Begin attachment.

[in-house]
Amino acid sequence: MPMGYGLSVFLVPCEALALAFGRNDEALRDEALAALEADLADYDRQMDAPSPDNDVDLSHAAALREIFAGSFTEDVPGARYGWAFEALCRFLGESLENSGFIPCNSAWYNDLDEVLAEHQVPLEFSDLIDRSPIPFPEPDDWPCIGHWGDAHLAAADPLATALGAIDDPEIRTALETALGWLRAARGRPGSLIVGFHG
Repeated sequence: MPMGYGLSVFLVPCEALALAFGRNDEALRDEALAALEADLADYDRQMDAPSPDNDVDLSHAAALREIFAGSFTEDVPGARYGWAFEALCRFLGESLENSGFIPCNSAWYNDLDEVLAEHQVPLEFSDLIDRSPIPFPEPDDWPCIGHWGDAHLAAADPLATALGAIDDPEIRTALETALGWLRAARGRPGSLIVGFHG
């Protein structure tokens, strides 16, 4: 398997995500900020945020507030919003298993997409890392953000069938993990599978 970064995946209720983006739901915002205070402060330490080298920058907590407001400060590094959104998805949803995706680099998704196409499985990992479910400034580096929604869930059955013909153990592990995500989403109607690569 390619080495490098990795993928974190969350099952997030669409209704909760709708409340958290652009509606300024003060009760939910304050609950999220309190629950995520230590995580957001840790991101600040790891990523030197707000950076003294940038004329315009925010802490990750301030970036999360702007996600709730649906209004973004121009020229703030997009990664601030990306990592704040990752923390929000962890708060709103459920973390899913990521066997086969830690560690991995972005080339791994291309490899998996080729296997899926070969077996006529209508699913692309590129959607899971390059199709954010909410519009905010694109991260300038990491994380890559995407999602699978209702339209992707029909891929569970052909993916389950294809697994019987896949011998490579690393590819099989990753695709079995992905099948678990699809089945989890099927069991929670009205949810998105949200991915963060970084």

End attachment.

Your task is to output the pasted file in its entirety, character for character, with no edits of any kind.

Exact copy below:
[in-house]
Amino acid sequence: MPMGYGLSVFLVPCEALALAFGRNDEALRDEALAALEADLADYDRQMDAPSPDNDVDLSHAAALREIFAGSFTEDVPGARYGWAFEALCRFLGESLENSGFIPCNSAWYNDLDEVLAEHQVPLEFSDLIDRSPIPFPEPDDWPCIGHWGDAHLAAADPLATALGAIDDPEIRTALETALGWLRAARGRPGSLIVGFHG
Repeated sequence: MPMGYGLSVFLVPCEALALAFGRNDEALRDEALAALEADLADYDRQMDAPSPDNDVDLSHAAALREIFAGSFTEDVPGARYGWAFEALCRFLGESLENSGFIPCNSAWYNDLDEVLAEHQVPLEFSDLIDRSPIPFPEPDDWPCIGHWGDAHLAAADPLATALGAIDDPEIRTALETALGWLRAARGRPGSLIVGFHG
């Protein structure tokens, strides 16, 4: 398997995500900020945020507030919003298993997409890392953000069938993990599978 970064995946209720983006739901915002205070402060330490080298920058907590407001400060590094959104998805949803995706680099998704196409499985990992479910400034580096929604869930059955013909153990592990995500989403109607690569 390619080495490098990795993928974190969350099952997030669409209704909760709708409340958290652009509606300024003060009760939910304050609950999220309190629950995520230590995580957001840790991101600040790891990523030197707000950076003294940038004329315009925010802490990750301030970036999360702007996600709730649906209004973004121009020229703030997009990664601030990306990592704040990752923390929000962890708060709103459920973390899913990521066997086969830690560690991995972005080339791994291309490899998996080729296997899926070969077996006529209508699913692309590129959607899971390059199709954010909410519009905010694109991260300038990491994380890559995407999602699978209702339209992707029909891929569970052909993916389950294809697994019987896949011998490579690393590819099989990753695709079995992905099948678990699809089945989890099927069991929670009205949810998105949200991915963060970084």